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Serum serotonin level


Definition:

Serotonin is a chemical produced by nerve cells. The serum serotonin level is a blood test to measure the amount of serotonin in your body.

Alternative Names:

5-HT level; 5-hydroxytryptamine level; Serotonin test

How the test is performed:

Blood is most often drawn from a vein. The vein usually used is on the inside of the elbow or the back of the hand.

The procedure is done in the following way:

  • The site is cleaned with germ-killing medicine (antiseptic).
  • The health care provider wraps an elastic band around the upper arm to apply pressure to the area and make the vein swell with blood.
  • A needle is gently inserted into the vein.
  • The blood collects into an airtight vial or tube attached to the needle.
  • The elastic band is removed.
  • The needle is removed.
  • The puncture site is covered with an adhesive strip to stop any bleeding.

For infants or young children, a sharp tool called a lancet may be used to puncture the skin and make it bleed. The blood collects into a small glass tube called a pipette, or onto a slide or test strip. Afterward, a bandage may be placed over the area if there is any bleeding.

How to prepare for the test:
No special preparation is needed.
How the test will feel:

When the needle is inserted to draw blood, you may feel slight pain, or only a prick or stinging. Afterward, there may be some throbbing.

Why the test is performed:

This test may be done to diagnose carcinoid syndrome. Many patients with carcinoid syndrome have high levels of serotonin in blood and urine.

Normal Values:

The normal range is 101-283 nanograms per milliliter (ng/mL).

Note: Normal value ranges may vary slightly among different laboratories. Talk to your health care provider about the meaning of your specific test results.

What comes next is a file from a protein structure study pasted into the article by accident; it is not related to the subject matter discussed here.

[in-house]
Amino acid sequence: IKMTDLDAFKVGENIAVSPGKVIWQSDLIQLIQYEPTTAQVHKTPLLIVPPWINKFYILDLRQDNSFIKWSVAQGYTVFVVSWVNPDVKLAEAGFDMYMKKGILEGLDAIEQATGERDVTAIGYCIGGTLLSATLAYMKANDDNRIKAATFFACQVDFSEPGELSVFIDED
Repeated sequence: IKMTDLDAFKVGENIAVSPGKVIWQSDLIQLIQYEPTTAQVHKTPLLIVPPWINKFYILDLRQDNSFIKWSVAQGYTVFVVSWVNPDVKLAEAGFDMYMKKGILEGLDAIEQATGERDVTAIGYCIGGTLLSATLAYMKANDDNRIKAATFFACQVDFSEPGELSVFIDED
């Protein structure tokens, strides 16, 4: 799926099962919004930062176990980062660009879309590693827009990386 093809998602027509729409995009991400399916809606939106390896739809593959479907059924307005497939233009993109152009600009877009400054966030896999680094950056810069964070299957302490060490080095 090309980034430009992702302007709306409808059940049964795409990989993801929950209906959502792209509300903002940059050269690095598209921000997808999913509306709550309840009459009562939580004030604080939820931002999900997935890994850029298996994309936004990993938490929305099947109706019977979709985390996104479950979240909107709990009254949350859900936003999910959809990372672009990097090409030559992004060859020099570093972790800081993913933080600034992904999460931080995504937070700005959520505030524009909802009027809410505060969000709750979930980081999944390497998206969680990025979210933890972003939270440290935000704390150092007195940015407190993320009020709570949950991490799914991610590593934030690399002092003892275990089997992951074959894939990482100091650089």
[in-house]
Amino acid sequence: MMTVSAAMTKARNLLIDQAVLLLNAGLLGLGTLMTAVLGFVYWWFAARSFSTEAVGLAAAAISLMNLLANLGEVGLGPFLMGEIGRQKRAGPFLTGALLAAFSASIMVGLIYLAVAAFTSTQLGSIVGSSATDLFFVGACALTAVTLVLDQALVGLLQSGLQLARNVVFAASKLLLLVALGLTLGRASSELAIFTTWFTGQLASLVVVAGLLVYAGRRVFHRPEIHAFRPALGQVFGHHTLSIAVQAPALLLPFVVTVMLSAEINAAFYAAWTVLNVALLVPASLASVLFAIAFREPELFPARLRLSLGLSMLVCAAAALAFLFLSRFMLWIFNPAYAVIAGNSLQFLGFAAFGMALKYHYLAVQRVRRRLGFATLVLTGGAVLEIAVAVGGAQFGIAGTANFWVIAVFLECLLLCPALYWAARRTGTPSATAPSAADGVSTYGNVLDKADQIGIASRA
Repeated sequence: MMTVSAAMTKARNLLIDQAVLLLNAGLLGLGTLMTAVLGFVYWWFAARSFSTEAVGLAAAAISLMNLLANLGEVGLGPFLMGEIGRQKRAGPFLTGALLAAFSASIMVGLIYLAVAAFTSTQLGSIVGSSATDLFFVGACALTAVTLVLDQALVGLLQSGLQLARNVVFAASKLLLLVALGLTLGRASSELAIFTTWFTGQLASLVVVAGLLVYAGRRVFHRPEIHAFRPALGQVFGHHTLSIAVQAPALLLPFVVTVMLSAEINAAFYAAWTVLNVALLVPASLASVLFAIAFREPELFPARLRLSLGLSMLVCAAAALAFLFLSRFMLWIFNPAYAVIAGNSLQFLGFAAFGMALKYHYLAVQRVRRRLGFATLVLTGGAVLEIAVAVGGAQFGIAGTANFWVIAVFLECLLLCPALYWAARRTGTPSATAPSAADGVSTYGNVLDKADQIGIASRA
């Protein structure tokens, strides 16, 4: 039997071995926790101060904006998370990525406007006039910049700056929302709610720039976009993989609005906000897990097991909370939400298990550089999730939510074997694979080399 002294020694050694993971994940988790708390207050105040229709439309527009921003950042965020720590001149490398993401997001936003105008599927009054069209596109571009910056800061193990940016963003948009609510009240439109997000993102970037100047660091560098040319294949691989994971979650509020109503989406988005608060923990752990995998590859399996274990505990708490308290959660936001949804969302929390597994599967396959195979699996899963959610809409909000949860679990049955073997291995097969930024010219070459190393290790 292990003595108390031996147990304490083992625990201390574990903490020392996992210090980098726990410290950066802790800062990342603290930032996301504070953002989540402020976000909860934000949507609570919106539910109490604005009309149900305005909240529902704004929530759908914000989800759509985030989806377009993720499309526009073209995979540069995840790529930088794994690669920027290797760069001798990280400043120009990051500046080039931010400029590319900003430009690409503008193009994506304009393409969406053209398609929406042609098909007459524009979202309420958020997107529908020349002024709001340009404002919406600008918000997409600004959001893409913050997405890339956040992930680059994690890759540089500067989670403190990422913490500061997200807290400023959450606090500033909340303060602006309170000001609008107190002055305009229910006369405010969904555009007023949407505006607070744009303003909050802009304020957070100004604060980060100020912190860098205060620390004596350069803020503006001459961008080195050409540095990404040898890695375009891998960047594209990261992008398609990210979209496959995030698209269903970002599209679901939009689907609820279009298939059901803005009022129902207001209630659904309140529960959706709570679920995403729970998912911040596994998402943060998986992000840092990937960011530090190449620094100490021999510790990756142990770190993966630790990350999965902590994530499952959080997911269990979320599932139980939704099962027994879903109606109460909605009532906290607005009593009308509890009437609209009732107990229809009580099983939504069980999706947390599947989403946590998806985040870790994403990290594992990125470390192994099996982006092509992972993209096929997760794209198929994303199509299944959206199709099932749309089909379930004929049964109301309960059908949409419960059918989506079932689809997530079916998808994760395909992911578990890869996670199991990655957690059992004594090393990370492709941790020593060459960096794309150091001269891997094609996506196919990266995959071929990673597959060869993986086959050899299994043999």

What abnormal results mean:

A higher-than-normal level may indicate carcinoid syndrome.

What the risks are:

There is very little risk in having your blood taken. Veins and arteries vary in size from one person to another and from one side of the body to the other. Taking blood from some people may be more difficult than from others.

Other risks may include:

  • Excessive bleeding
  • Fainting or feeling light-headed
  • Hematoma (blood accumulating under the skin)
  • Infection (a slight risk any time the skin is broken)
References:
Salwen MJ, Siddiqi HA, Gress FG, Bowne WB. Laboratory diagnosis of gastrointestinal and pancreatic disorders. In: McPherson RA, Pincus MR, eds. Henry's Clinical Diagnosis and Management by Laboratory Methods. 22nd ed. Philadelphia, PA: Elsevier Saunders; 2011:chap 22.

Review Date: 1/22/2013
Reviewed By: Linda J. Vorvick, MD, Medical Director and Director of Didactic Curriculum, MEDEX Northwest Division of Physician Assistant Studies, Department of Family Medicine, UW Medicine, School of Medicine, University of Washington. Also reviewed by A.D.A.M. Health Solutions, Ebix, Inc., Editorial Team: David Zieve, MD, MHA, David R. Eltz, Stephanie Slon, and Nissi Wang.

The information provided herein should not be used during any medical emergency or for the diagnosis or treatment of any medical condition. A licensed physician should be consulted for diagnosis and treatment of any and all medical conditions. Call 911 for all medical emergencies. Links to other sites are provided for information only -- they do not constitute endorsements of those other sites. Copyright 2002 A.D.A.M., Inc. Any duplication or distribution of the information contained herein is strictly prohibited.

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